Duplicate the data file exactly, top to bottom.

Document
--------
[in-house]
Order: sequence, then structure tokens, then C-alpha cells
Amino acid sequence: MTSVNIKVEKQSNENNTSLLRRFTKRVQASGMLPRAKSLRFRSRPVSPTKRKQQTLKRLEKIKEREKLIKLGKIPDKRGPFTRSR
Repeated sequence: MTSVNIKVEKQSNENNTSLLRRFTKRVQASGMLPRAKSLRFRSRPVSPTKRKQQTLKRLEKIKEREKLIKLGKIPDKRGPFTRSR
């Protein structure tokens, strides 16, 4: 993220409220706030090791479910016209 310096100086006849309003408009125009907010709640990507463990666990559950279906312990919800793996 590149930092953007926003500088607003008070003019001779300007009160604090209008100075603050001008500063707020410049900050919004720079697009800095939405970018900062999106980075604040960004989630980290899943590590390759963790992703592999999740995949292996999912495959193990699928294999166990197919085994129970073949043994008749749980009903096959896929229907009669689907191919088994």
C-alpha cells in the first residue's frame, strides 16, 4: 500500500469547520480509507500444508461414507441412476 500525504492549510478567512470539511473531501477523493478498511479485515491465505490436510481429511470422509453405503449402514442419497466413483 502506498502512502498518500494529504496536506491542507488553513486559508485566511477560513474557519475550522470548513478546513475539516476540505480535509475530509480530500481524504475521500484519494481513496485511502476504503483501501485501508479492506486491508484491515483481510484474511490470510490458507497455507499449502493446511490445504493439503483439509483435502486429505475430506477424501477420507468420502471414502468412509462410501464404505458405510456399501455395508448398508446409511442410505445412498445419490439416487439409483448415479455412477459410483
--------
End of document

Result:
[in-house]
Order: sequence, then structure tokens, then C-alpha cells
Amino acid sequence: MTSVNIKVEKQSNENNTSLLRRFTKRVQASGMLPRAKSLRFRSRPVSPTKRKQQTLKRLEKIKEREKLIKLGKIPDKRGPFTRSR
Repeated sequence: MTSVNIKVEKQSNENNTSLLRRFTKRVQASGMLPRAKSLRFRSRPVSPTKRKQQTLKRLEKIKEREKLIKLGKIPDKRGPFTRSR
């Protein structure tokens, strides 16, 4: 993220409220706030090791479910016209 310096100086006849309003408009125009907010709640990507463990666990559950279906312990919800793996 590149930092953007926003500088607003008070003019001779300007009160604090209008100075603050001008500063707020410049900050919004720079697009800095939405970018900062999106980075604040960004989630980290899943590590390759963790992703592999999740995949292996999912495959193990699928294999166990197919085994129970073949043994008749749980009903096959896929229907009669689907191919088994």
C-alpha cells in the first residue's frame, strides 16, 4: 500500500469547520480509507500444508461414507441412476 500525504492549510478567512470539511473531501477523493478498511479485515491465505490436510481429511470422509453405503449402514442419497466413483 502506498502512502498518500494529504496536506491542507488553513486559508485566511477560513474557519475550522470548513478546513475539516476540505480535509475530509480530500481524504475521500484519494481513496485511502476504503483501501485501508479492506486491508484491515483481510484474511490470510490458507497455507499449502493446511490445504493439503483439509483435502486429505475430506477424501477420507468420502471414502468412509462410501464404505458405510456399501455395508448398508446409511442410505445412498445419490439416487439409483448415479455412477459410483